Emerald Ash Borer


Actual Size: 7 to 8 mm

Characteristics: Long narrow body; shiny emerald or coppery green.

Legs: Yes

Antennae: Yes

Wings: Yes, and can fly short distances.

Habitat: Will live in any location near a population of ash trees. Firewood is one of the main pathways by which this insect has been moved to new locations by humans.


  • Transported through human activity, such as moving firewood.
  • Highly destructive wood-boring beetle that feeds on the tissue of ash trees.
  • Since 2002, the beetle has destroyed hundreds of millions of ash trees in North America.

Emerald Ash Borers in North Carolina

The emerald ash borer is a highly destructive wood-boring beetle that feeds on the tissue of ash trees. Since its discovery, the beetle has killed hundreds of millions of ash trees in North America. The emerald ash borer spreads through the transportation of wood, especially firewood. Once the emerald ash borer has been detected within 10-15 miles of an area, the trees within that area may be at risk.

Because there are many different types of beetles in North Carolina, they can be difficult to distinguish, however our common beetle species can help with this.

Emerald Ash Borer Beetle Habitat

The emerald ash borer lives in any area with a population of ash trees, including black ash, green ash, and white ash. Adult emerald ash borers fly to ash trees to eat and lay eggs.  Larvae feed on the nutrient-rich tissue just under the ash tree’s bark, forming S-shaped lines in the tree. This feeding process disrupts the trees’ ability to move food and water from their roots to their leaves, eventually killing the tree. As a new adult exits the tree, it chews a D-shaped hole in the bark.

What Does Emerald Ash Borer Look Like?

The adult Emerald Ash Borer is a small, metallic green beetle, about half an inch long. Its distinctive, bright emerald color makes it recognizable. The larvae are cream-colored and flat, with segmented bodies and live beneath the bark of ash trees.

Emerald Ash Borer Beetle Behaviors, Threats, or Dangers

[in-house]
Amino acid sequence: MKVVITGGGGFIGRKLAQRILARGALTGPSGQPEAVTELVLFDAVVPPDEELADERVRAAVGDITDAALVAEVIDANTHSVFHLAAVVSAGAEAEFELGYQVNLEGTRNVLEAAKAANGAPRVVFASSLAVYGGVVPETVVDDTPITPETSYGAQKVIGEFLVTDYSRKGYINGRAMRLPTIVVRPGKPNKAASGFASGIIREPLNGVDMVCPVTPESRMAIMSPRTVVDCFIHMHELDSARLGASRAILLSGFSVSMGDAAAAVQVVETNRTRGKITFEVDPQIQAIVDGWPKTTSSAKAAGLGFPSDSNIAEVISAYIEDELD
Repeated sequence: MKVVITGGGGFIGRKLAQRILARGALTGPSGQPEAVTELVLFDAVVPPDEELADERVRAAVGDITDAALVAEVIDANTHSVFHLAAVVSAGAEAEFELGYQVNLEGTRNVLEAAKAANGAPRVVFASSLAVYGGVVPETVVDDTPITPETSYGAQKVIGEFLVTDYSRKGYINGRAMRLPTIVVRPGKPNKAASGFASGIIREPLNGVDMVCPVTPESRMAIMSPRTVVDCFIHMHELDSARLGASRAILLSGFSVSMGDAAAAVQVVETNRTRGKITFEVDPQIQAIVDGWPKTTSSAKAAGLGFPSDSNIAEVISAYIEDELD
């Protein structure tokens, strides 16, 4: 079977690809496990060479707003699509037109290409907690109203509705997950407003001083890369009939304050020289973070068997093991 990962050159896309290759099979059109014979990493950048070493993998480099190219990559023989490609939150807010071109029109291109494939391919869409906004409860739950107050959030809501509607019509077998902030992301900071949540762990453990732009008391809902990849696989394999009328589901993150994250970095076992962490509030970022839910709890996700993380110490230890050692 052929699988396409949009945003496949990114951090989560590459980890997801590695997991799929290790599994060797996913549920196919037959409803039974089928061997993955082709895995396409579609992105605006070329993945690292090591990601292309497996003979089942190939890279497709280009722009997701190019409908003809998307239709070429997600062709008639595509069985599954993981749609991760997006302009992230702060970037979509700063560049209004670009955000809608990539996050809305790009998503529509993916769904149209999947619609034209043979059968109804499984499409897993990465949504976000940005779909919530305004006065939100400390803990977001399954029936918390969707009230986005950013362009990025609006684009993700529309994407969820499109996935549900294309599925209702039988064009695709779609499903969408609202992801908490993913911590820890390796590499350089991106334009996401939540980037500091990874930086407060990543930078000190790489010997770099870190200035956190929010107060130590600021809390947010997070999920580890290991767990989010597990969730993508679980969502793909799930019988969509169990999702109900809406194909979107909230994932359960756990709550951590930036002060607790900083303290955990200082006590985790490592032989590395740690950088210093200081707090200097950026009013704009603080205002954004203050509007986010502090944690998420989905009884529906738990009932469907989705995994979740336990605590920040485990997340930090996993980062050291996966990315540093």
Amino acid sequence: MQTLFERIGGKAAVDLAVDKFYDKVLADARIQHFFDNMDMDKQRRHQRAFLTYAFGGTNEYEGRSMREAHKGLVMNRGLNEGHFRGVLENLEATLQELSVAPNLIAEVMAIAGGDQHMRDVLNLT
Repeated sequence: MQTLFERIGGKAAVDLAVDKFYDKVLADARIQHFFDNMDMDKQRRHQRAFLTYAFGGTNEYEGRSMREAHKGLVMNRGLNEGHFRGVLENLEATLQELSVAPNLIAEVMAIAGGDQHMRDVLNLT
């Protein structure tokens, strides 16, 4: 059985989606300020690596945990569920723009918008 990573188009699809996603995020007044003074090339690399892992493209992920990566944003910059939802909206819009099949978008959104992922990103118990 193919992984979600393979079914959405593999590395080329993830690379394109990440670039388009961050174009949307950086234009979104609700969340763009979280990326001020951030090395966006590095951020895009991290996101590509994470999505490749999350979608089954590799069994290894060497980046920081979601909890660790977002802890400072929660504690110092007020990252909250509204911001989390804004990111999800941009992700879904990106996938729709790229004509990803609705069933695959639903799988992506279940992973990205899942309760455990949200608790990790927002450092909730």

Emerald ash borer beetles do not bite or sting, however, since the discovery of this beetle in the United States in 2002, it is estimated that millions of ash trees have been killed. These beetles are mostly transported by human activity, moving firewood or other wood products, and nursery stock infested with beetles. Signs of infestation are usually noticed first in the top canopy and include thinning and yellowing leaves, D-shaped holes in the bark, and canopy and bark loss. Unfortunately, by the time a homeowner at ground level spots an exit hole from an emerging emerald ash borer beetle, the tree will likely have been infested by consecutive generations of emerald ash beetles. Homeowners can inspect their trees for signs of infestation and treat their ash trees with various insecticidal products available at garden centers or by hiring a beetle control expert.

Where did the Emerald Ash Borer come from?

The Emerald Ash Borer (EAB) is native to northeastern Asia, primarily found in Russia, Mongolia, China, Japan, and Korea.
This invasive beetle was first discovered in the United States in 2002, near Detroit, Michigan. It’s believed to have arrived in the U.S. via wooden packing materials. EAB is a significant threat to ash trees, causing extensive damage and mortality to ash species in North America. Efforts to manage the spread of EAB include quarantine measures and the promotion of diverse urban and rural forestry to reduce the reliance on ash trees.

How do Emerald Ash Borers Kill Trees?

Emerald Ash Borers kill trees by disrupting their vascular system. The larvae feed on the inner bark, creating galleries that hinder the flow of nutrients and water. This damage leads to canopy dieback, bark splitting, and, ultimately, the tree’s death, typically within 3-5 years after infestation.

How to Get Rid of Emerald Ash Borer?

Eradicating Emerald Ash Borers is challenging. Prevention and early detection are key. Infested trees may be treated with insecticides, but this is often only effective in the early stages of infestation. Removing and destroying infested trees is crucial to prevent further spread.

Frequently Asked Questions


What Does the Emerald Ash Borer Harm?

The Emerald Ash Borer specifically harms ash trees (genus Fraxinus). It targets all species of Ash Trees, causing significant damage and often leading to the death of the tree. The loss of Ash Trees can have detrimental effects on ecosystems, as these trees provide critical habitat and food for various wildlife species.

Can You Stop the Emerald Ash Borer?

Stopping the spread of Emerald Ash Borers is challenging, but possible, with coordinated efforts. This includes strict quarantine measures to prevent the movement of infested wood, early detection through monitoring, and the use of insecticides to protect uninfested trees. Public education on identifying and reporting possible Emerald Ash Borer sightings also plays a crucial role.

Can I Save an Ash Tree Infested with Emerald Ash Borers?

Saving an Ash Tree infested with Emerald Ash Borers depends on the stage of infestation. If detected early, insecticide treatments can be effective. However, in later stages of infestation, the chances of saving the tree are significantly reduced. In such cases, removal of the infested tree to prevent the spread to nearby Ash Trees is often the recommended course of action.